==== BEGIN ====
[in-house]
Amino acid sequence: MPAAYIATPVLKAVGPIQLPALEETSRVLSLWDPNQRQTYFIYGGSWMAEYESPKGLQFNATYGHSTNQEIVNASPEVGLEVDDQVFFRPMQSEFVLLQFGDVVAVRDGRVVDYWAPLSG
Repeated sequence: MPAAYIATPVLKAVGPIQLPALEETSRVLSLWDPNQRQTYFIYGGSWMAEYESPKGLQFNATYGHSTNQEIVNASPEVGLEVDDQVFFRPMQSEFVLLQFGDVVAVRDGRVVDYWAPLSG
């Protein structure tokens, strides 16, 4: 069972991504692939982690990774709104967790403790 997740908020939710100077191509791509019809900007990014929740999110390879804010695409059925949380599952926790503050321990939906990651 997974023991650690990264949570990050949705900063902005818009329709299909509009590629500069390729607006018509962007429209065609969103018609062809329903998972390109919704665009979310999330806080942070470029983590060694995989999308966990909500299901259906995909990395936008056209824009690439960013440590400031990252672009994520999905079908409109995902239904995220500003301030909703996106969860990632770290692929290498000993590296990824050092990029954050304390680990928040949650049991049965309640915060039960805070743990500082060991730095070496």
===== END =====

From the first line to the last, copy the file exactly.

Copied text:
[in-house]
Amino acid sequence: MPAAYIATPVLKAVGPIQLPALEETSRVLSLWDPNQRQTYFIYGGSWMAEYESPKGLQFNATYGHSTNQEIVNASPEVGLEVDDQVFFRPMQSEFVLLQFGDVVAVRDGRVVDYWAPLSG
Repeated sequence: MPAAYIATPVLKAVGPIQLPALEETSRVLSLWDPNQRQTYFIYGGSWMAEYESPKGLQFNATYGHSTNQEIVNASPEVGLEVDDQVFFRPMQSEFVLLQFGDVVAVRDGRVVDYWAPLSG
């Protein structure tokens, strides 16, 4: 069972991504692939982690990774709104967790403790 997740908020939710100077191509791509019809900007990014929740999110390879804010695409059925949380599952926790503050321990939906990651 997974023991650690990264949570990050949705900063902005818009329709299909509009590629500069390729607006018509962007429209065609969103018609062809329903998972390109919704665009979310999330806080942070470029983590060694995989999308966990909500299901259906995909990395936008056209824009690439960013440590400031990252672009994520999905079908409109995902239904995220500003301030909703996106969860990632770290692929290498000993590296990824050092990029954050304390680990928040949650049991049965309640915060039960805070743990500082060991730095070496």